In the 20th century, outstanding archaeologists and numismatists worked in Turkmenistan. The first was academician Mikhail Masson, who raised many outstanding students, including, first of all, Yelena Davidovich, Boris Kochnev, Sergei Loginov, Vadim Masson, Edward Rtveladze, Mikhail Fedorov, the now living Viktor Pilipko and Terkesh Khodzhaniyazov, as well as representatives of the Moscow and Leningrad schools – Bella Weinberg, Yevgeniy Zeimal, Gennady Koshelenko, Vladimir Livshits, Alexander Naimark, Alexander Nikitin, Olga Smirnova and others. Without their works, the history of Turkmenistan and neighboring countries would be incomplete. It was written largely thanks to the coins of our distant ancestors that have come down to us. When the manuscripts got burned and decayed centuries later, and oral memory turned into legends and myths, only these metal products remain reliable carriers of accurate and credible information about the distant past.
According to famous archaeologist and numismatist German Fedorov-Davydov, who conducted excavations in Turkmenistan, “mankind tried hundreds of types of money before inventing the most convenient ones – metal. At first, these were simple ingots of metal, most often silver, accepted by weight. But some people tried to add copper and tin to an ingot of pure silver or gold and also make it lighter. One had to take a sample of the metal and check the weight of the ingot. To prevent counterfeiting of money, government authorities began to brand them. This meant that the ingots contained metal of a certain quality. The pieces of metal were dressed in a kind of national uniform. This is how the first coins appeared.”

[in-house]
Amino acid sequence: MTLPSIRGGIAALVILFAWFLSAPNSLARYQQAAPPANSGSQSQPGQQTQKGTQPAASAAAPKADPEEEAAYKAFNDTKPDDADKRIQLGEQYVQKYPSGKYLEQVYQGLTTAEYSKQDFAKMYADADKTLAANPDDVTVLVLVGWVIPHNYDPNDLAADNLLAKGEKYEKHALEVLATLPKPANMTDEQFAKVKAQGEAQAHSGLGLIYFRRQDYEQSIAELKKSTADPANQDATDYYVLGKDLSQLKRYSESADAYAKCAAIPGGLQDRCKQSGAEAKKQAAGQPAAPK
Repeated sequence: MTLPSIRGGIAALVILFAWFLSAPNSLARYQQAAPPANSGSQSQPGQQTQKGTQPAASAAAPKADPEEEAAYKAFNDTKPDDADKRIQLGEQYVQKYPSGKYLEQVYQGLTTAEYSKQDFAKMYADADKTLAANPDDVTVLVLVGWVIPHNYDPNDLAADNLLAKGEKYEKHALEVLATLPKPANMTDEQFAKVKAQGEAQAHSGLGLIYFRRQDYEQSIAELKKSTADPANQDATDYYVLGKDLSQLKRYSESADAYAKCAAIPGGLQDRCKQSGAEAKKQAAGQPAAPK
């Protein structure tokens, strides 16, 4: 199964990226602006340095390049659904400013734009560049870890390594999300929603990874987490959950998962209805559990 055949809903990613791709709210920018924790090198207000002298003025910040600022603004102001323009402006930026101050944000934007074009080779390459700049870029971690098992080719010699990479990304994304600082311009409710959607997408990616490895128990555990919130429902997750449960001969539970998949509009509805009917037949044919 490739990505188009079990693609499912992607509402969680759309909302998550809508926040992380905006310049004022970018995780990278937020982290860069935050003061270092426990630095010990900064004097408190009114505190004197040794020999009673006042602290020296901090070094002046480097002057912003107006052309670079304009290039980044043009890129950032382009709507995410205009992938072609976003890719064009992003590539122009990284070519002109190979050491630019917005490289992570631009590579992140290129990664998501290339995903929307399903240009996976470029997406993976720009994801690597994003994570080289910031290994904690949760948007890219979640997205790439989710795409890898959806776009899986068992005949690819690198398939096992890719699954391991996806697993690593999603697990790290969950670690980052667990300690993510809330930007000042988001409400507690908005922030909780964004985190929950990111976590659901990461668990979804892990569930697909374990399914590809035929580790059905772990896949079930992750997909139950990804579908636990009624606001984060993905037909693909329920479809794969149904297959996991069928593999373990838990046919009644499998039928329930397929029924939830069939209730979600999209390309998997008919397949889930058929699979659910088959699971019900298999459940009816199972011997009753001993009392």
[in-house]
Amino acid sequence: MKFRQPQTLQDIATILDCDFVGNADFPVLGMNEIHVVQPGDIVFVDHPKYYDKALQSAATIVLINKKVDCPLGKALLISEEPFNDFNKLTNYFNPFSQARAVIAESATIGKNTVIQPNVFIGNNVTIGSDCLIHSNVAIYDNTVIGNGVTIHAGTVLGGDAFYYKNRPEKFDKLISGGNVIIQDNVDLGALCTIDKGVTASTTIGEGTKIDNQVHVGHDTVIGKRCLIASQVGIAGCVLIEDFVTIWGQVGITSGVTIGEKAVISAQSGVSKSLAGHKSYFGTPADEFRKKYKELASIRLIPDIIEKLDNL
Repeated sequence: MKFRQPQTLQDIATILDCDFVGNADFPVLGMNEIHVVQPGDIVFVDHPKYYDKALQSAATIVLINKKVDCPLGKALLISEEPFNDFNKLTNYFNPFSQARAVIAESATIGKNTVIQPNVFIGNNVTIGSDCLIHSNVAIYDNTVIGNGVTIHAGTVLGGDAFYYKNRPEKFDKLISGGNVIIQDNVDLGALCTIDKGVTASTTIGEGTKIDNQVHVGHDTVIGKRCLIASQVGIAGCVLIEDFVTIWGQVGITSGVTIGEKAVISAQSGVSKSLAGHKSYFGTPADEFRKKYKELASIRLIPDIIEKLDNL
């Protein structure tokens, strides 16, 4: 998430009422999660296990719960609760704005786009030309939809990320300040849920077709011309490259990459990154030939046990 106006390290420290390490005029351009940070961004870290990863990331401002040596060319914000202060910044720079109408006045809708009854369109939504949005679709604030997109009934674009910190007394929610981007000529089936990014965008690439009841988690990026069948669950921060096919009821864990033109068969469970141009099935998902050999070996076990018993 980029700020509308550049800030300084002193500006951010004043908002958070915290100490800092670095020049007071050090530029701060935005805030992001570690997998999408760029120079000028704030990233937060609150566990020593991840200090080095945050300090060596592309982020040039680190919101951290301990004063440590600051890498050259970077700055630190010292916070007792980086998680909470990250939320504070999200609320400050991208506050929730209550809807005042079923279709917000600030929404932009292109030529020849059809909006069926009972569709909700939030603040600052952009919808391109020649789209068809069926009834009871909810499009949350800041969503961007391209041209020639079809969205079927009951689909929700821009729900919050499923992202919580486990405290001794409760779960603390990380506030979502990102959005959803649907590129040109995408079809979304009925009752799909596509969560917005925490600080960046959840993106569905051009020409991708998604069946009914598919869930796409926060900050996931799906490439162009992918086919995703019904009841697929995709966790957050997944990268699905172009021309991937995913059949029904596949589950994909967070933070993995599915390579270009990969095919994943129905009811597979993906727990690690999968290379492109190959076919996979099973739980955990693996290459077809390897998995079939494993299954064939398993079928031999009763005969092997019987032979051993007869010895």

The earliest exemplars found in Turkmenistan are associated with the Achaemenid Empire, the first Persian empire that existed from 550 to 330 BC. This is a hoard of silver shekels with an image of an archer in a tiara (high headdress) on the front side with various kinds of countermarks. Numismatists recognized these rare coins as the original form of circulation of metal money in Central Asia. After a significant part of the Near and Middle East came under the rule of Alexander the Great, portraits of the king himself in profile appeared for the first time on the coins of his great power. These were mainly copper khalks, silver drachms and tetradrachms. They were minted both in his homeland and in conquered countries. Previously, only gods were depicted on ancient Greek coins, but after Alexander the tradition of depicting portraits of living monarchs became firmly established and continues to this day.